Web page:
A Little Help From Congress

It’s a debate that’s been raging for decades. Is government regulation good since it protects consumers and investors, or is pure unfettered capitalism the best solution for our economy and society since it allows the best solutions to rise to the surface and rewards entrepreneurs for solving difficult problems?

No matter which side of the fence you’re on, almost everyone agrees that the sheer number of regulations (many of which are redundant) with which small businesses must comply is ridiculous.

Good News Out of Congress

Congress is apparently aware of the problem, since just last week the Senate easily passed a bill that makes it much easier for start-up companies and small businesses to raise capital. In short, the legislation eases rules on advertising and soliciting to potential investors and allows small businesses to use the Internet and other forms of social media to attract larger numbers of small-time investors.

Essentially, this opens the doors for “crowdfunding,” which is currently illegal, since companies cannot advertise or offer securities to the public without SEC registration.

The measures on crowdfunding passed by the House of Representatives differs from the measures passed by the Senate, so there’s no way to be sure which rules will apply, but one thing is almost certain: The doors are opening for start-ups to solicit investment capital without jumping through the costly hoops of complying with the more onerous Securities and Exchange Commission (“SEC”) regulations.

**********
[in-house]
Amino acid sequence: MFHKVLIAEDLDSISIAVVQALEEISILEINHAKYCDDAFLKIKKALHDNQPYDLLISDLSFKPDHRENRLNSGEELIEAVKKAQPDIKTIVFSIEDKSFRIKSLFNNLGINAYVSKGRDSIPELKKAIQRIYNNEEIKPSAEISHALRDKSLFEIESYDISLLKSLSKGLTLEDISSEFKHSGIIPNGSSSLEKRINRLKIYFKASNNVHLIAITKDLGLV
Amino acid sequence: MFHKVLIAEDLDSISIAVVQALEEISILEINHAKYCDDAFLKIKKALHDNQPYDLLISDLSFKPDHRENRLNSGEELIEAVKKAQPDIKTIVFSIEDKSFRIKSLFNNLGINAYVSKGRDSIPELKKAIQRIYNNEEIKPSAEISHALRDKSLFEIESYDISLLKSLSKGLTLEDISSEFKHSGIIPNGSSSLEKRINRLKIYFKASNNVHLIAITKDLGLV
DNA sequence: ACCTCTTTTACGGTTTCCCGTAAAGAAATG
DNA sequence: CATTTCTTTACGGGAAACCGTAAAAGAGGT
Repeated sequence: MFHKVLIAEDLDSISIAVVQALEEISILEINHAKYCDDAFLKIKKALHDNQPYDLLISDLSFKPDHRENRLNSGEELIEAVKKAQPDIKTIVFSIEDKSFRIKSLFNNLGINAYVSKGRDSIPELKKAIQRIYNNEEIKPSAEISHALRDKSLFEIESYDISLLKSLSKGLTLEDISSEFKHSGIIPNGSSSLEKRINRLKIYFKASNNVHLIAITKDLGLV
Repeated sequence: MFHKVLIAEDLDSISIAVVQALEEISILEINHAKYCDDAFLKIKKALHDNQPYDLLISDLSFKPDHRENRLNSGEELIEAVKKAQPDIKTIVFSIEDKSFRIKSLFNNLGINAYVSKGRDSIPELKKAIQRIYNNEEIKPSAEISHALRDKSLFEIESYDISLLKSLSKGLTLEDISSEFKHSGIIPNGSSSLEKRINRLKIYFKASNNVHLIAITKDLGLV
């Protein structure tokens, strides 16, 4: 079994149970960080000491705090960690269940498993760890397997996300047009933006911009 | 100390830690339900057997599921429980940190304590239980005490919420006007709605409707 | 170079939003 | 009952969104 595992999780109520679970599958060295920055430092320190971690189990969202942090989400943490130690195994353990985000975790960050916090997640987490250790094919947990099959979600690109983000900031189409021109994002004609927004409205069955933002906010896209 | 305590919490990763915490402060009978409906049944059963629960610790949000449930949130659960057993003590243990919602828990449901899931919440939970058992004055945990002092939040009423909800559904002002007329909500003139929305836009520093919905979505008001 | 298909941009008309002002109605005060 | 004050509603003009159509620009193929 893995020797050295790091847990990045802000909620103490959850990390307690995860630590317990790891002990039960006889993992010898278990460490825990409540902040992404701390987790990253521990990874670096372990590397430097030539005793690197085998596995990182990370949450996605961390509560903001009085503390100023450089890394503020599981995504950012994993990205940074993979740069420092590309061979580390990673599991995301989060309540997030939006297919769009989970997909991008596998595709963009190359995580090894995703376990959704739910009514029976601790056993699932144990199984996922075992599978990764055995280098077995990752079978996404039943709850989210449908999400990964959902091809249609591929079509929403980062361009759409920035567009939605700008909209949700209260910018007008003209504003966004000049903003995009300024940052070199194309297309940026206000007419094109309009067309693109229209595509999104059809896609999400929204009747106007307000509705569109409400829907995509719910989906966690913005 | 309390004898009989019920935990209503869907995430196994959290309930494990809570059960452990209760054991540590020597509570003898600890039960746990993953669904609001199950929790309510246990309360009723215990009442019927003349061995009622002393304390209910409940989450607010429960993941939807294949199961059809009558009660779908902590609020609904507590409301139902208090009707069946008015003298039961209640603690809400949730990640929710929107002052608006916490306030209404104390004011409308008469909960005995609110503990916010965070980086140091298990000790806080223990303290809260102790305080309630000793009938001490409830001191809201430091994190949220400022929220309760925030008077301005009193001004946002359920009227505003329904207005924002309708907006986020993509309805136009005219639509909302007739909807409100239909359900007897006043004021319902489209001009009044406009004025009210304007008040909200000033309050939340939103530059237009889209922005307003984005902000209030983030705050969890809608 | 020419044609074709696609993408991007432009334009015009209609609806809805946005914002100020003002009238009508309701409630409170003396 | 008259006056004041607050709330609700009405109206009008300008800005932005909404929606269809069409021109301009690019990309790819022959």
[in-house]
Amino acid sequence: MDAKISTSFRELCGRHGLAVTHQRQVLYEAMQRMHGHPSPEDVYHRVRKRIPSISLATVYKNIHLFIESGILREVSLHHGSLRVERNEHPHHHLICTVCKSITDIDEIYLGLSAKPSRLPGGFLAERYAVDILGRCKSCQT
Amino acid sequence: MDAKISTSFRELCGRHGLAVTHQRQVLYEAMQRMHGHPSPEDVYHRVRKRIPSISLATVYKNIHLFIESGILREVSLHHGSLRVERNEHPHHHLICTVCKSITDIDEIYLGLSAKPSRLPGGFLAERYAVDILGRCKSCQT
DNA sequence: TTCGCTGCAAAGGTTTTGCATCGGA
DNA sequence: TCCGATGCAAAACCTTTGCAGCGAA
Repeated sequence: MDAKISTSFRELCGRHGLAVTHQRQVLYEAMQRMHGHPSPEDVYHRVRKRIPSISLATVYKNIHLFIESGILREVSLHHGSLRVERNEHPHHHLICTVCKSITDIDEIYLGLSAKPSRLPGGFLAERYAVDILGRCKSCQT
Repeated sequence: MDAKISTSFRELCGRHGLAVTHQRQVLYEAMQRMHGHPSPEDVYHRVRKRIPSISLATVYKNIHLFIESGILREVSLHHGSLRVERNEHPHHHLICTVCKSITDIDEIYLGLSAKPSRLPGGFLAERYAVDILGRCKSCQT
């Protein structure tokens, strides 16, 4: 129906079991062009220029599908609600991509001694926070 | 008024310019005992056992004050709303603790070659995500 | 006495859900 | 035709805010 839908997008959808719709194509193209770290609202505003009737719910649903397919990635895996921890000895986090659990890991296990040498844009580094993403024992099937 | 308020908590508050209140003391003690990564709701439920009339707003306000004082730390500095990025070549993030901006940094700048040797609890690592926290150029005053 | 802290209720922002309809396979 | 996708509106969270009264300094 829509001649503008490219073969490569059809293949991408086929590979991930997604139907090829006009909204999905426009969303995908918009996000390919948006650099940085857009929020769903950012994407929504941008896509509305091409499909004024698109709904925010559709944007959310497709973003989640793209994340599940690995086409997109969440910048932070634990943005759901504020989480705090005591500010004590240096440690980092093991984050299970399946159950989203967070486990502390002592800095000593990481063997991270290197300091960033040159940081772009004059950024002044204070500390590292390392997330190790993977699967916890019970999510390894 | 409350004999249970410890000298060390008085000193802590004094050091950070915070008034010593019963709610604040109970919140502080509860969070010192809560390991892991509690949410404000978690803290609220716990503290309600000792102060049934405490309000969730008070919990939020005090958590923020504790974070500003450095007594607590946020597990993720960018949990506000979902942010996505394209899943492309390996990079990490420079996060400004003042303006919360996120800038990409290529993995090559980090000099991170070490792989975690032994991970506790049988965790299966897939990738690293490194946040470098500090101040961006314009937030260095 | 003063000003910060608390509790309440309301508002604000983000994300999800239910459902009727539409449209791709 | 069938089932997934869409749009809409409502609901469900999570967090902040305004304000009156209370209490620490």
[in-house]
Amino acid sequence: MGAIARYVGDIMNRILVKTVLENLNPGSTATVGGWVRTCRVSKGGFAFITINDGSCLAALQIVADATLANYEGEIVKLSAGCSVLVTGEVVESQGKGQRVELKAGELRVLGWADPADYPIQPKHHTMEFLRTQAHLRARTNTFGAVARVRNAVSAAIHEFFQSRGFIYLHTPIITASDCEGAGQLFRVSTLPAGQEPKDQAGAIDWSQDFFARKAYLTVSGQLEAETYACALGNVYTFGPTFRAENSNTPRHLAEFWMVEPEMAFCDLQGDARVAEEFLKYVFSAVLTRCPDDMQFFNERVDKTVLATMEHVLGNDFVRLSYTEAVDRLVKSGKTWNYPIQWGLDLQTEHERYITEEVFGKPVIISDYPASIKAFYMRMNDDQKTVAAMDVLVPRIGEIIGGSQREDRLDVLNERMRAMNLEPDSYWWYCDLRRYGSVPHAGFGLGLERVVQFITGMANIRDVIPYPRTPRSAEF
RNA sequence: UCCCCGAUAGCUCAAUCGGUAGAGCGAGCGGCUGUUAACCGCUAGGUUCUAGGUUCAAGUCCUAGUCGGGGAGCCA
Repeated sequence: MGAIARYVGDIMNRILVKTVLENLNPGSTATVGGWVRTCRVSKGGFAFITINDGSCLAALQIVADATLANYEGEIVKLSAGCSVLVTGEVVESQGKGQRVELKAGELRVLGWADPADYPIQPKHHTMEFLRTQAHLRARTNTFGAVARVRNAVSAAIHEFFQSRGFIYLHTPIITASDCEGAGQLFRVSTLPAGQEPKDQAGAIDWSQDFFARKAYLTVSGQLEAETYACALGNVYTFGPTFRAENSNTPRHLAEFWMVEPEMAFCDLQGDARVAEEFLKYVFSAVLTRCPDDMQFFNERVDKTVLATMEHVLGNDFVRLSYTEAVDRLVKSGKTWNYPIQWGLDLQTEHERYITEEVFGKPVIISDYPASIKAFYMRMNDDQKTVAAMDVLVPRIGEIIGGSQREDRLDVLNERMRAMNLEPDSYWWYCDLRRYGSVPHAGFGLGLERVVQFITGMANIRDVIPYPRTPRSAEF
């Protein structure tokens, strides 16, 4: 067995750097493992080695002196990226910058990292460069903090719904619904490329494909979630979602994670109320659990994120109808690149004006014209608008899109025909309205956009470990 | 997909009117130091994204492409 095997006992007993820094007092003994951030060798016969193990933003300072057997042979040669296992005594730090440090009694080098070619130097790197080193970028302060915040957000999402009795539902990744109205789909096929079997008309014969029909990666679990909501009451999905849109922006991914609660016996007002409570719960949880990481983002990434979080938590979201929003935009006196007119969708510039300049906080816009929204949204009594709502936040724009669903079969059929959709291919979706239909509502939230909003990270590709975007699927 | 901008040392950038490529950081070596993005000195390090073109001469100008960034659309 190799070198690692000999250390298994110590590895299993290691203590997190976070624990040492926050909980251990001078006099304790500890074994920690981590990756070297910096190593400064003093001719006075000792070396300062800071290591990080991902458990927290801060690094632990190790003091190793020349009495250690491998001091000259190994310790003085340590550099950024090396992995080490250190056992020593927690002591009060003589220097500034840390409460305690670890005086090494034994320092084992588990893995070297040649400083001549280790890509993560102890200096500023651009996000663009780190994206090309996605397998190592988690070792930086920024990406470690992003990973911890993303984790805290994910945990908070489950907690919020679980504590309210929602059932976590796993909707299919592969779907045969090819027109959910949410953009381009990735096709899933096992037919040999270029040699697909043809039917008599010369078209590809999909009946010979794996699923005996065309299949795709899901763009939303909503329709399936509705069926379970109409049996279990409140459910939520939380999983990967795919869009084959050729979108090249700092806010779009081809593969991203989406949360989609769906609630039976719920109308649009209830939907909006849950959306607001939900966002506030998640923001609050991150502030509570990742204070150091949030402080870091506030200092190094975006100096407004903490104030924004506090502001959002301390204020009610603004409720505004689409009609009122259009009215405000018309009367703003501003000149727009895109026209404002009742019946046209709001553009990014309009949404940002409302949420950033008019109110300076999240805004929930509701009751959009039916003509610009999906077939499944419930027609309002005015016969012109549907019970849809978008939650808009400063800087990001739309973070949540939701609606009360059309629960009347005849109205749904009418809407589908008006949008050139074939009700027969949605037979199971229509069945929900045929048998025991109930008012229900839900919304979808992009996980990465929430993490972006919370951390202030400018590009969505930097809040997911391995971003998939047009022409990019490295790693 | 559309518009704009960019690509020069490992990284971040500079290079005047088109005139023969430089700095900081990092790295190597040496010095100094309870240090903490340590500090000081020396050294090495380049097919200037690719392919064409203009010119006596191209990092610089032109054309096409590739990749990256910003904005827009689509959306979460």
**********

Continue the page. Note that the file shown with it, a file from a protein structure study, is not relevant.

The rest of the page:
Other measures in the legislation will allow small companies to have 2,000 (as opposed to 500 under current law) shareholders before it is required to register with the SEC, and it will allow small businesses to skip at least some SEC paperwork until they raise more than $50 million in investor capital (the current limit is $5 million).

Does This Affect You?

The answer is “YES,” especially if you’ve ever thought of starting your own business. The reason is that investment capital will be less costly, since expensive attorneys ($400 per hour and up!) who specialize in SEC regulations won’t be required in order for you to raise funds. This is good news for people who are long on great ideas but shorter on cash.

This legislation is also good in a less obvious way. That is, this legislation is at least a signal that Congress recognizes it has gone too far in regulating small business. It’s true that regulation makes life difficult for fraudsters and scammers who take advantage of investors, yet even it times of high regulation, we all hear stories of criminals who find ways to circumvent the system. The new laws will protect investors in that it limits the amount of capital that can be raised from individuals through crowdsourcing. The cap will likely be at either 5% or 10% of annual income, depending on which version of the law ultimately gets approved.

Ultimately, this legislation is pro-growth, and it comes at a time when small businesses need capital more than ever because banks have simply been very “tight” and generally unwilling to extend loans since the financial crisis of 2008.

It’s also encouraging that both Democrats and Republicans widely support this law as being necessary to stimulate the economy. In short, everyone is on board . . . are you?

Take Action Now

If you’ve ever thought about starting a business, this is the time to act. As a law firm, we’ve advised and supported many start-ups and people who are in exactly your shoes, and we’d love to help you get rolling.

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The Parents Estate Planning Law Firm, PC

At The Parents Estate Planning Law Firm, we answer your questions at your convenience; we stay in frequent communication; and we meet to discuss changes in life circumstances and in the law to ensure that your assets are protected.

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